The keys are small, but for the most part accuracy isn't a problem. The keys depress just enough for a satisfying feeling of feedback. The lack of a touch pad takes some getting used to, especially when typing text and attempting to go back and edit portions. A tablet screen is certainly not the best tool for placing a cursor between letters in a word. Like the Transformer, the Slider keyboard has home, back, and menu buttons.
Overall, typing on the keyboard feels somewhat cramped, and it's not an ideal typing environment, but it definitely beats typing on the screen.
The Asus Eee Pad Slider is available in 16GB and 32GB capacities. The tablet takes advantage of a dual-core Nvidia Tegra 2 processor and 1GB of RAM, and also boasts 802.11n Wi-Fi, support for Bluetooth 2.1, a gyroscope, an ambient light sensor, GPS, a digital compass, and memory expansion via microSD.
The speaker, located on top side of the keyboard plate, provides adequate if unimpressive sound that could have used a higher volume threshold and extra bass. When the Slider is in tablet mode, the sound gets muffled somewhat thanks to the speaker's location.
The Slider ships with Android 3.2 and takes advantage of the improvements Google's made since the first iteration of the operating system, like smoother Web page scrolling and the ability to load files directly from a microSD card.
As with the Transformer, Asus has tweaked the Honeycomb interface a bit for the Slider, adding a cool background image of ice water, the relative level of which directly corresponds to the current battery life. Asus recommends turning this off though as, perhaps ironically; it drains the battery something fierce.
Asus MyCloud enables users to access free (for one year with the purchase of the Slider), unlimited cloud-based storage space in Asus WebStorage, remotely access the desktop of a PC or Mac, and access the @Vibe online music and radio service. MyNet lets you stream content to DLNA-enabled devices on your network, and with MyLibrary, Asus' book e-reader software, you can read and purchase new books directly through the interface.
Asus gives owners of the Slider a way to practice their newly minted keyboard skills by including Polaris Office, which provides an interface for editing Word docs, spreadsheets, and PowerPoint files. There's also a file manager interface that allows you to see everything installed on your storage drive or any removable storage attached to the tablet.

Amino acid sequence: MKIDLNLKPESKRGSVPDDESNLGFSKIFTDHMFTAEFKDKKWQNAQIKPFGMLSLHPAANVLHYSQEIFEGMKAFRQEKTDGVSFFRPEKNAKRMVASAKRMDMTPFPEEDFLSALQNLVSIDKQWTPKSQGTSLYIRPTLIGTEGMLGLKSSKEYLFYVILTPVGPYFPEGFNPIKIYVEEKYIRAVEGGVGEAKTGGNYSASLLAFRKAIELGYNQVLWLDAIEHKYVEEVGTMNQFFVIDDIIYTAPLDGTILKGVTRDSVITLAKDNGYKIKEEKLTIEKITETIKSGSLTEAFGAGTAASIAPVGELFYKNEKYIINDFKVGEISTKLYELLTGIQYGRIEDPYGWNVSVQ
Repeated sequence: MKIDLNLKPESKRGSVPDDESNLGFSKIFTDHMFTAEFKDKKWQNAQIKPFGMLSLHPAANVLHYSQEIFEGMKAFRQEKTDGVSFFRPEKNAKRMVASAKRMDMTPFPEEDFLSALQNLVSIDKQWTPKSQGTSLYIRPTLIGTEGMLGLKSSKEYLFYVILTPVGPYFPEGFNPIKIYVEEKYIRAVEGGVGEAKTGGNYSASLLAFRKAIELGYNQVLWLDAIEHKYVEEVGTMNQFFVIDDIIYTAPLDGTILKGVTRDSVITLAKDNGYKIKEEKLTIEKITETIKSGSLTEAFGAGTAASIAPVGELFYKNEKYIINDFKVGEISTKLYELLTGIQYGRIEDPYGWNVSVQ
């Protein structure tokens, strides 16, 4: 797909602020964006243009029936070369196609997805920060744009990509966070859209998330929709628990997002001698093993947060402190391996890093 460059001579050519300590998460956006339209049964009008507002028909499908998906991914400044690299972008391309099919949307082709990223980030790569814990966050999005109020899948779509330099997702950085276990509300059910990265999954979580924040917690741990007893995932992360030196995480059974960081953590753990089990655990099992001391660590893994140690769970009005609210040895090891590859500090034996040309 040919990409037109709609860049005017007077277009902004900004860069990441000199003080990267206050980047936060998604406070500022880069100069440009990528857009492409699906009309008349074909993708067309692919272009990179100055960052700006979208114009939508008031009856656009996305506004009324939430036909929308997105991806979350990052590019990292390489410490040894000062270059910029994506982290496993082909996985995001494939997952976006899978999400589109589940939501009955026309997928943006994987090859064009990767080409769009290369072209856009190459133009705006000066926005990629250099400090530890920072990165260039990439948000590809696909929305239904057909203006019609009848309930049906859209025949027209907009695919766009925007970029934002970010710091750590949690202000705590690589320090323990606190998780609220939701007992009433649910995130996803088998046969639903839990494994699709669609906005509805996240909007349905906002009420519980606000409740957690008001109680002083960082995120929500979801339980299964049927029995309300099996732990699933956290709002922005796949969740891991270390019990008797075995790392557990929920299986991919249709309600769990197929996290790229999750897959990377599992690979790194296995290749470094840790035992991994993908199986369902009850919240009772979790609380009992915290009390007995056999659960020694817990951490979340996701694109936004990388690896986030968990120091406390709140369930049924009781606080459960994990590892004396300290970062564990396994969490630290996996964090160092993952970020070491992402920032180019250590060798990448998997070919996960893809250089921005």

Asus includes an In-Plane Switching (IPS) panel for the 1,280x800-pixel-resolution, 10.1-inch screen, delivering wide viewing angles and a high and vibrant brightness. The screen has a glossy finish and like most tablet screens is reinforced with Gorilla Glass.
|Tested spec||Asus Eee Pad Slider||Samsung Galaxy Tab 10.1||Apple iPad 2||Toshiba Thrive|
|Maximum brightness||323 cd/m2||336 cd/m2||432 cd/m2||337 cd/m2|
|Default brightness||323 cd/m2||336 cd/m2||176 cd/m2||131 cd/m2|
|Maximum black level||0.34 cd/m2||0.3 cd/m2||0.46 cd/m2||0.24 cd/m2|
|Default black level||0.34 cd/m3||0.3 cd/m2||0.19 cd/m2||0.1 cd/m2|
|Default contrast ratio||950:1||1,120:1||939:1||1,310:1|
|Contrast ratio (max brightness)||950:1||1,120:1||942:1||1,404:1|
Camera performance is nothing we haven't seen from other Honeycomb tablets, especially first-generation ones, like the Transformer and the Acer Iconia Tab A500. The cameras are adequate but don't produce the vibrant images of the Galaxy Tab 10.1 or match the fine clarity of the Sony Tablet S' images. Also, good luck taking pictures in low-light situations, since, as mentioned before, there's no LED light on either camera.
The battery drained about 50 percent every 5 hours under periodic use. Here are our official CNET Labs-tested battery life results. More tablet testing results can be found here.
|Video battery life (in hours)|
|Asus Eee Pad Slider||7.7|
The Asus Eee Pad Slider is available for $480 for the 16GB model and $580 for the 32GB model. It's a tablet with a unique and useful sliding keyboard feature that gives the device the girth of a small laptop. If you're looking for a pure tablet experience, this isn't it and you'd be better off with the slimtastic Sony Tablet S or Samsung Galaxy Tab 10.1.
The Asus Eee Pad Transformer with the keyboard attachment earned its extra thickness by providing a more spacious keyboard, a touch pad, and an extra battery. Plus, you could at any time remove the keyboard and just walk around with the tablet itself. Thanks to its girth and weight, the Slider feels bulky and slightly unwieldy to carry compared with other tablets.
However, if the idea of typing on a tablet screen keeps you up at night, you'd still like to benefit from most of the advantages of using a tablet, and you don't mind not being able to detach the tablet from the keyboard, the Slider is a worthwhile investment.